Financial services PACs donated at least $537,000 to McHenry’s campaign this cycle, with individuals working in the industry donating at least $451,000. Employees at Bank of New York Mellon Corp. and Capital Group Companies, an investment manager with $2.6 trillion in assets managed, were the top industry donors last quarter, with workers at each firm donating about $20,000.
McHenry favors lighter regulation for the financial industry and advocates allowing retail investors to buy shares in companies before they go public. He’s also a critic of the administration’s financial and banking regulators, particularly the Securities and Exchange Commission under the leadership of Chairman Gary Gensler. Those agencies are under the committee’s oversight.
Campaign donations from the real estate sector also rose last quarter, reaching at least $94,000. Second-quarter donations accounted for 71 percent of the total donations from the sector to McHenry’s campaign so far. Housing policy, including encouragement of new home construction, private ownership of public housing and home financing, are under the committee’s jurisdiction.
The cryptocurrency sector proved fertile fundraising ground for McHenry in the second quarter. Political spending by the sector is up across the board, as it faces greater scrutiny from lawmakers and prepares for potential regulation.
PACs and individuals tied to cryptocurrency donated at least $75,000 to McHenry’s campaign from April through June, up about 669 percent from the previous quarter. Cryptocurrency was the fourth-most lucrative sector for McHenry’s campaign last quarter, trailing financial services, real estate and insurance.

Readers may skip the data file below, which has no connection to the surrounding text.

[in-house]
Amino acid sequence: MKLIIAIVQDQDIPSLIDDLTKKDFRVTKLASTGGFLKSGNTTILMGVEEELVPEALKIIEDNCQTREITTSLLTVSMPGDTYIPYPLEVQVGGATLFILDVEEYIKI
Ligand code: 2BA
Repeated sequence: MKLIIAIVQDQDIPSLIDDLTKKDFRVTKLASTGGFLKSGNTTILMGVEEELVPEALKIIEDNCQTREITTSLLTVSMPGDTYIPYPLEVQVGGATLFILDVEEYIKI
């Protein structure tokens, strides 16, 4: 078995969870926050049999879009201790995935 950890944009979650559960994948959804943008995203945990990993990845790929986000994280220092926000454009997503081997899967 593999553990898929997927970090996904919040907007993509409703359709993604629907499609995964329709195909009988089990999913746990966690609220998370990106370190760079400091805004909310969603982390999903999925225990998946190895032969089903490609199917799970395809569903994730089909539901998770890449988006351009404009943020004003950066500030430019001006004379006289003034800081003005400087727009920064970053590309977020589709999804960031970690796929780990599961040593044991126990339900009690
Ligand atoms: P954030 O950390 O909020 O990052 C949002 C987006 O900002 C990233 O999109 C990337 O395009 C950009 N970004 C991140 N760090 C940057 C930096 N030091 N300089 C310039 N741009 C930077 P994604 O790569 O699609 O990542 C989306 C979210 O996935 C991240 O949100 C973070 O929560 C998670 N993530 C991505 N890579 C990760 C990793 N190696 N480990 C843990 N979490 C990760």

Executives at Blockchain Capital, a venture capital fund invested in the sector, accounted for about a fifth of cryptocurrency-tied donations in the second quarter. Some also donated to GMI PAC, a super PAC supporting cryptocurrency-friendly candidates. GMI PAC funneled donations through Crypto Innovation, another PAC that spent $167,000 in support of McHenry’s reelection without coordinating with his campaign, according to FEC filings.
Coinbase executives and the cryptocurrency exchange’s corporate PAC also gave to McHenry’s campaign to the tune of $11,600 in the second quarter, and a total of about $20,000 this cycle.
McHenry appears on course to be raising more than other leaders of House Financial Services, including Chairwoman Maxine Waters, D-Calif., who has raised $934,000 this cycle, with about $260,000 coming in the last quarter, according to campaign filings.
McHenry also raised more this cycle than the top Democrats on all six of the House Financial Services subcommittees. But he was outraised by three ranking members of subcommittees: Ann Wagner, R-Mo., who is also vice ranking member of the full committee and who fundraises with McHenry through the Wagner-McHenry Victory Fund, has raised $3.9 million; Tom Emmer, R-Minn., raised $3.2 million; and Andy Barr, R-Ky., raised $2.9 million since the start of 2021, according to FEC financial summaries.
McHenry also raked in about $266,000 in donations in the second quarter to Innovation PAC, a leadership PAC that allows him to donate to other candidates. So far, McHenry has raised about $1.2 million for the PAC and spent about $100,000 in support of other House Financial Services Republicans.